Ask Acronym is an advice column that answers anonymously submitted questions in a Q&A format. For this edition, the questions were received during first semester. I sincerely apologize for the delay on these responses. Due to the number of questions and length of responses, however, we’ve decided to release them in waves on a more consistent basis: 3-5 responses per week, rather than a dozen per month. That way, you can thoroughly read each response. Hope you enjoy!
Questions can be submitted at this form, anytime: https://tinyurl.com/askacronym2017
How do I keep my sanity during college application season?
It was hard to answer this question as a senior going through the process myself. But looking back, I’ll try my best for current juniors and anyone who still has applications left.
College applications can be difficult because we’re just kids, really—many of us don’t know exactly who we are or where we’re headed. So when you’re writing essays in which you’re expected to sell yourself as a person, what do you do? How can you tell a college to accept you when you’re not even completely sure of who you are?
In that way, essays can drive you crazy. They can make you feel more lost than ever.
But to alleviate this, I’ll tell you what will help any situation: friends. Because sometimes there isn’t an answer, but you can rejoice in your lost-ness, and that will keep you sane. I apologize if that’s a little too generic, but I promise—everyone else is going through the same thing.
I feel like senior year should be this weird, almost perfect experience, but it’s not. I mean, I’ve got the quad, sports are going great, classes are amazing, everything I could expect. This is my last year on campus, but at the same time, it just feels like any other. I’d love to hear any thoughts, answers, or concerns of your own. Thanks, Acronym!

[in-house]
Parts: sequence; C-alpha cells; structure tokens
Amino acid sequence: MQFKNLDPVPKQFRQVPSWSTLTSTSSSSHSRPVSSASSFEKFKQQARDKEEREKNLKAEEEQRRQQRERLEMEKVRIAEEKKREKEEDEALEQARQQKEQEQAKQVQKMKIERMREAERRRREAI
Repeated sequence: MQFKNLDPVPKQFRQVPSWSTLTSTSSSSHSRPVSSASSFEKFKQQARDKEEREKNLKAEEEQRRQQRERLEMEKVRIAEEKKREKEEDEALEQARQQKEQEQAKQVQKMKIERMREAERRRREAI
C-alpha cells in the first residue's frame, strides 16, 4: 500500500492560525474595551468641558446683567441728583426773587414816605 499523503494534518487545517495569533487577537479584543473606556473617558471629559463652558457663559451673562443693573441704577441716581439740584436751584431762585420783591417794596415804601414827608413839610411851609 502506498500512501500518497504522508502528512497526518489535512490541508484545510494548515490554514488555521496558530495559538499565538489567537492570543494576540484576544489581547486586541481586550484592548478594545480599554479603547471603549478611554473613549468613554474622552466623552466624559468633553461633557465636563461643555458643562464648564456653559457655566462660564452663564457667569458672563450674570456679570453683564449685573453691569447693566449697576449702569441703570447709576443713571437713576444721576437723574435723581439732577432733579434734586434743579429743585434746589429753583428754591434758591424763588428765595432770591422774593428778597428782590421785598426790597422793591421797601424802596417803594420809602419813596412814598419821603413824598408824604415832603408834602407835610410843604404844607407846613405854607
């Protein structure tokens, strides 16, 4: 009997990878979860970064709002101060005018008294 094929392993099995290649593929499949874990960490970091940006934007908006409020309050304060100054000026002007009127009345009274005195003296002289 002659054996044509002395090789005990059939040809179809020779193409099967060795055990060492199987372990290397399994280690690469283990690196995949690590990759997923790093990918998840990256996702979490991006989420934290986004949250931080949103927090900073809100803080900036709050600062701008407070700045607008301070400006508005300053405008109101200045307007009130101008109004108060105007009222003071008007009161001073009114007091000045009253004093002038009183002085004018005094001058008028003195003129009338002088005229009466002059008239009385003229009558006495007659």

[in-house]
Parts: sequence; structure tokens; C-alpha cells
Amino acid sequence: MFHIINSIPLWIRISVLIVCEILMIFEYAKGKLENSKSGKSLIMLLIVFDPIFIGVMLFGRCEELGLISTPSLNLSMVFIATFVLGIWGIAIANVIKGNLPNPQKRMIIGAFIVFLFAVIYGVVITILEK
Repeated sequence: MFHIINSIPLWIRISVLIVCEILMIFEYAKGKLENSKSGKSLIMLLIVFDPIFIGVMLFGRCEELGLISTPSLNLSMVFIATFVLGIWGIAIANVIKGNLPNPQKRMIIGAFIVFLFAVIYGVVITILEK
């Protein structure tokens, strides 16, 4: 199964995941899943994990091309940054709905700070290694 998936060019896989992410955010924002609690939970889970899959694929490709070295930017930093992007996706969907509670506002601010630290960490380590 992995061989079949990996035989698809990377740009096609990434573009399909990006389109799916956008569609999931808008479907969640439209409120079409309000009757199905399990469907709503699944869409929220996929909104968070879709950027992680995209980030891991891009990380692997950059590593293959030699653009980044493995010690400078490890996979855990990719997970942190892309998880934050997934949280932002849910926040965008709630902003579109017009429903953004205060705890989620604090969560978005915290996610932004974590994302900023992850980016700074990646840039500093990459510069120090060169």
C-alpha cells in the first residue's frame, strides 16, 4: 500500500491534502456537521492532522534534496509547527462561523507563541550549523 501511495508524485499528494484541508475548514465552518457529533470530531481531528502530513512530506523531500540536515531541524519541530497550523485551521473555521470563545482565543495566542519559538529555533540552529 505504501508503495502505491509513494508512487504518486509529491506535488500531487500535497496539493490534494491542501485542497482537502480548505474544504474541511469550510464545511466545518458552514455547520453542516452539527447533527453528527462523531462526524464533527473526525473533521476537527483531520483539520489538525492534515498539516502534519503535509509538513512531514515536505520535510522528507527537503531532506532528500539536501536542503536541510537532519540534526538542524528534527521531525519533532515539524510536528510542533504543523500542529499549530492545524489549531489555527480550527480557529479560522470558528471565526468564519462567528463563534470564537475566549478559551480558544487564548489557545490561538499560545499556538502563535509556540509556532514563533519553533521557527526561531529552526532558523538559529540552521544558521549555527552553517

Senior year has that rep. It’s regarded as the pinnacle of the IMSA experience, the time when you don’t have check and can do anything—so when it doesn’t exactly live up to that, it feels like something is wrong.
I’m not an expert by any means, but maybe the perception of senior year is skewed. It’s hyped up so much, but maybe it feels like any other year because it is. Senior year is, in a sense, just like junior year, but without the previous seniors to guide you and without rolling check.
So maybe senior year isn’t about everything coming together or being on top of everything—maybe it’s about second chances. We make a lot of mistakes during our sophomore and junior years, and senior year is when we have all that wisdom under our belts. In a structural, day-to-day sense, it is like every other year. But what’s a second chance for?
It’s for doing things better—for being a better mentor to sophomores, for getting closer to others, for learning that one skill you always wanted to pick up, or anything else. We are continually growing. You’re a bigger person than you were junior year—and how you will use this second chance is completely up to you.
Who to ask on a dinner date?
This girl named Madison Dong is SO COOL and never says no to a dinner date.